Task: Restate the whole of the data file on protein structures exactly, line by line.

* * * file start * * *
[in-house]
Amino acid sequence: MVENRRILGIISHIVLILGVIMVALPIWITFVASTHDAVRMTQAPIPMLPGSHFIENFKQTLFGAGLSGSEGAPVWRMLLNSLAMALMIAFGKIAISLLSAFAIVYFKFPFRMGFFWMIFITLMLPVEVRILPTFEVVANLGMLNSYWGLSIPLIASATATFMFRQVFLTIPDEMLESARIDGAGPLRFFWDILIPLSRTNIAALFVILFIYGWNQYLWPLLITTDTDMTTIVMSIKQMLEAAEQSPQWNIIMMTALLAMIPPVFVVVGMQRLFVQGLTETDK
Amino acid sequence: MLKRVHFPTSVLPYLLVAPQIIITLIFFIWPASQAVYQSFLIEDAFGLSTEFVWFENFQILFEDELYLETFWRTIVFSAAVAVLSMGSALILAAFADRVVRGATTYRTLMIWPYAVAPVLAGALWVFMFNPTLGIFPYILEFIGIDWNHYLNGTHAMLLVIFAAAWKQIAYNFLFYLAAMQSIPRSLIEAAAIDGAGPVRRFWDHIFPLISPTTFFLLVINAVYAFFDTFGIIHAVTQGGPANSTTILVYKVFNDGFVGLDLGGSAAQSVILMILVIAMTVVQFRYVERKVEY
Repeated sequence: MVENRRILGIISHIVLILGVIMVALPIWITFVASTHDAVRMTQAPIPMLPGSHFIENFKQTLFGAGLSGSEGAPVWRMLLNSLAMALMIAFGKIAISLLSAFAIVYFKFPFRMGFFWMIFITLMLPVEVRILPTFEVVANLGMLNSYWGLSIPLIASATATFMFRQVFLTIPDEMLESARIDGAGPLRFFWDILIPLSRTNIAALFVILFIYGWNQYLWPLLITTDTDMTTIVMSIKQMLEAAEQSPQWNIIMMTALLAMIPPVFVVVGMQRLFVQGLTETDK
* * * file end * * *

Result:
[in-house]
Amino acid sequence: MVENRRILGIISHIVLILGVIMVALPIWITFVASTHDAVRMTQAPIPMLPGSHFIENFKQTLFGAGLSGSEGAPVWRMLLNSLAMALMIAFGKIAISLLSAFAIVYFKFPFRMGFFWMIFITLMLPVEVRILPTFEVVANLGMLNSYWGLSIPLIASATATFMFRQVFLTIPDEMLESARIDGAGPLRFFWDILIPLSRTNIAALFVILFIYGWNQYLWPLLITTDTDMTTIVMSIKQMLEAAEQSPQWNIIMMTALLAMIPPVFVVVGMQRLFVQGLTETDK
Amino acid sequence: MLKRVHFPTSVLPYLLVAPQIIITLIFFIWPASQAVYQSFLIEDAFGLSTEFVWFENFQILFEDELYLETFWRTIVFSAAVAVLSMGSALILAAFADRVVRGATTYRTLMIWPYAVAPVLAGALWVFMFNPTLGIFPYILEFIGIDWNHYLNGTHAMLLVIFAAAWKQIAYNFLFYLAAMQSIPRSLIEAAAIDGAGPVRRFWDHIFPLISPTTFFLLVINAVYAFFDTFGIIHAVTQGGPANSTTILVYKVFNDGFVGLDLGGSAAQSVILMILVIAMTVVQFRYVERKVEY
Repeated sequence: MVENRRILGIISHIVLILGVIMVALPIWITFVASTHDAVRMTQAPIPMLPGSHFIENFKQTLFGAGLSGSEGAPVWRMLLNSLAMALMIAFGKIAISLLSAFAIVYFKFPFRMGFFWMIFITLMLPVEVRILPTFEVVANLGMLNSYWGLSIPLIASATATFMFRQVFLTIPDEMLESARIDGAGPLRFFWDILIPLSRTNIAALFVILFIYGWNQYLWPLLITTDTDMTTIVMSIKQMLEAAEQSPQWNIIMMTALLAMIPPVFVVVGMQRLFVQGLTETDK